The E2-alpha is the most important of the three estrogen receptors for insulin-glucose homeostasis. Studies show that a deficiency of E2-alpha is associated with high insulin levels, impaired glucose metabolism and increased insulin resistance12.

Estradiol also has a pronounced effect on overall metabolism and fat accumulation, both of which are associated with the development of type 2 diabetes. Effects of estradiol on metabolism are controlled by the hypothalamus, with estradiol playing a role in the regulation of appetite13. Throughout the earlier stages of life, women accumulate mostly subcutaneous fat, which is fat deposited just under the skin. However, after menopause, accumulation of visceral fat increases. Visceral fat, which is fat surrounding the internal organs, is more dangerous and increases the risk of serious complications like metabolic syndrome and cardiovascular disease. This occurs because estradiol influences the balance of lipid storage between visceral and subcutaneous regions6.

Estradiol and other menopausal symptoms

Furthermore, fluctuations in estradiol may be to blame for other symptoms women experience during menopause, including fatigue, muscle weakness, reduced stamina and propensity to gain weight. All of these symptoms may be attributed to dysfunction of mitochondria, the powerhouse for ATP or energy production. As estradiol plays an important regulatory role in mitochondrial function, it stands to reason that disturbances in estradiol levels could contribute to these issues5.

According to clinical studies published by Wang et al. and Duckles, et al., estradiol is believed to influence mitochondrial biogenesis, generation membrane potential, the production of ATP and the regulation of calcium14,15. In addition, O’Lone et al. and Chen et al. report that estradiol is defending against oxidative stress16,17.

Benefits of Bioidentical HRT

Estrogen HRT may be produced in a number of ways, such as by using non-human sources. However, bioidentical HRT may be more beneficial than other forms of HRT for patients who want to decrease their risk of type 2 diabetes. The added benefits of bioidentical estrogen HRT are related to its composition, which is identical to that of the estrogen produced in the human body.

Research has shown the effects of estrogen therapy to be dose-dependent. Thus, compounding pharmacies that produce HRT unique for each woman based on her history and comorbidities may be the best option for postmenopausal patients.



1.Mauvais-Jarvis, F., Manson, J. E., Stevenson, J. C., & Fonseca, V. A. (2017). Menopausal Hormone Therapy and Type 2 Diabetes Prevention: Evidence, Mechanisms, and Clinical Implications. Endocrine reviews, 38(3), 173–188. doi:10.1210/er.2016-114

2.Brand, J. S., et. al. (2013). Age at Menopause, Reproductive Life Span, and Type 2 Diabetes Risk: results from the EPIC-InterAct study. Diabetes care, 36(4), 1012–1019. doi:10.2337/dc12-1020

3.Park, S. K., et. al. (2017). Association between changes in oestradiol and follicle-stimulating hormone levels during the menopausal transition and risk of diabetes. Diabetic Medicine, 34(4), 531–538. doi:10.1111/dme.13301

4.Appiah, D., Winters, S. J., & Hornung, C.A. (2014). Bilateral Oophorectomy and the Risk of Incident Diabetes in Postmenopausal Women. Diabetes Care, 37(3), 725–733. doi: 10.2337/dc13-1986

5.Walton, C., Godsland, I. F., Proudler, A. J., Wynn, V., & Stevenson, J. C. (1993). The effects of the menopause on insulin sensitivity, secretion and elimination in non-obese, healthy women. European Journal of Clinical Investigation, 23(8), 466–473. doi: 10.1111/j.1365-2362.1993.tb00792.x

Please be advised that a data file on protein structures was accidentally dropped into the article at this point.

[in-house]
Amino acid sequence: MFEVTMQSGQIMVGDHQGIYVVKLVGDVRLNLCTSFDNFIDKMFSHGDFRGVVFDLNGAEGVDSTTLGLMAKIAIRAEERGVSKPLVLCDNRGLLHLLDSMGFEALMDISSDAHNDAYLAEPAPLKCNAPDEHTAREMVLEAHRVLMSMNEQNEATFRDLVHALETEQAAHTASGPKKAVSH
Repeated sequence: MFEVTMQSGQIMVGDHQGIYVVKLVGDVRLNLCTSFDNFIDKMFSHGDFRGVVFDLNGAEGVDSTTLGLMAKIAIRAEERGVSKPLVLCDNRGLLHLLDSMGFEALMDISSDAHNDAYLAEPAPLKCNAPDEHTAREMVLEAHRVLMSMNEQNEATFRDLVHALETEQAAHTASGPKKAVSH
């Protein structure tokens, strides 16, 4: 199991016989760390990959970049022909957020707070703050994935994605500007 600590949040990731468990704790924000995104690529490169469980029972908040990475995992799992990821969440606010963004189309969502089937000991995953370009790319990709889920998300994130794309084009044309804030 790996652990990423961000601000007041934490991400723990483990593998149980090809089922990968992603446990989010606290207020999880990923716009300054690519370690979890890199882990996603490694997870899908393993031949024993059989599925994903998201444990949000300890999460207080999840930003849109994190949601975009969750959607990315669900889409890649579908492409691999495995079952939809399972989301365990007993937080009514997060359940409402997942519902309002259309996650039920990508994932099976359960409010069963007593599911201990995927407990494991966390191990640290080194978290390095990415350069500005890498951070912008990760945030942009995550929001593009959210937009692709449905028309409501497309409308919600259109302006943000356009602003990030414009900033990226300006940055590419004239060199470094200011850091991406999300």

6.Gupte, A. A., Pownall, H. J., & Hamilton, D. J. (2015). Estrogen: an emerging regulator of insulin action and mitochondrial function. Journal of diabetes research, 2015, 916585. doi:10.1155/2015/916585

7.Pentti, K., Tuppurainen, M. T., Honkanen, R., Sandini, L., Kröger, H., Alhava, E., & Saarikoski, S. (2009). Hormone therapy protects from diabetes: the Kuopio osteoporosis risk factor and prevention study. European Journal of Endocrinology, 160(6), 979–983. doi: 10.1530/eje-09-0151

8.Salpeter, S. R., Walsh, J. M. E., Ormiston, T. M., Greyber, E., Buckley, N. S., & Salpeter, E. E. (2006). Meta-analysis: effect of hormone-replacement therapy on components of the metabolic syndrome in postmenopausal women. Diabetes, Obesity and Metabolism, 8(5), 538–554. doi: 10.1111/j.1463-1326.2005.00545.x

9.Barrett-Connor, E., et. al. (1997). The Postmenopausal Estrogen/Progestin Interventions Study: primary outcomes in adherent women. Maturitas, 27(3): 261-74. doi:

10.Kanaya, A. M., et. al. (2003). Glycemic Effects of Postmenopausal Hormone Therapy: The Heart and Estrogen/progestin Replacement Study: A Randomized, Double-Blind, Placebo-Controlled Trial. Annals of Internal Medicine, 138(1), 1. doi: 10.7326/0003-4819-138-1-200301070-00005

11.Brussaard, H., Leuven, J., Frölich, M. et al. Diabetologia (1997). Short-term estrogen replacement therapy improves insulin resistance, lipids and fibrinolysis in postmenopausal women with NIDDM. Diabetologia, 40: 843.

12.Foryst-Ludwig, A., Clemenz, M., Hohmann, S., Hartge, M., Sprang, C., Frost, N., … Kintscher, U. (2008). Metabolic actions of estrogen receptor beta (ERbeta) are mediated by a negative cross-talk with PPARgamma. PLoS genetics, 4(6), e1000108. doi:10.1371/journal.pgen.1000108

13.Clegg, D. J., Brown, L. M., Woods, S. C., & Benoit, S. C. (2006). Gonadal Hormones Determine Sensitivity to Central Leptin and Insulin. Diabetes, 55(4), 978–987. doi: 10.2337/diabetes.55.04.06.db05-1339

14.Wang, J., Green, P. S., & Simpkins, J. W. (2001). Estradiol protects against ATP depletion, mitochondrial membrane potential decline and the generation of reactive oxygen species induced by 3-nitroproprionic acid in SK-N-SH human neuroblastoma cells. Journal of Neurochemistry, 77(3), 804–811. doi: 10.1046/j.1471-4159.2001.00271.x

15.Duckles, S. P., et. al. (2006). Estrogen and Mitochondria: A New Paradigm for Vascular Protection? Molecular Interventions, 6(1), 26–35. doi: 10.1124/mi.6.1.6

16.O’Lone, R., et. al. (2007). Estrogen Receptors α and β Mediate Distinct Pathways of Vascular Gene Expression, Including Genes Involved in Mitochondrial Electron Transport and Generation of Reactive Oxygen Species. Molecular Endocrinology, 21(6),1281–96

17.Chen, J. Q., Cammarata, P. R., Baines, C. P., & Yager, J. D. (2009). Regulation of mitochondrial respiratory chain biogenesis by estrogens/estrogen receptors and physiological, pathological and pharmacological implications. Biochimica et biophysica acta, 1793(10), 1540–1570. doi:10.1016/j.bbamcr.2009.06.001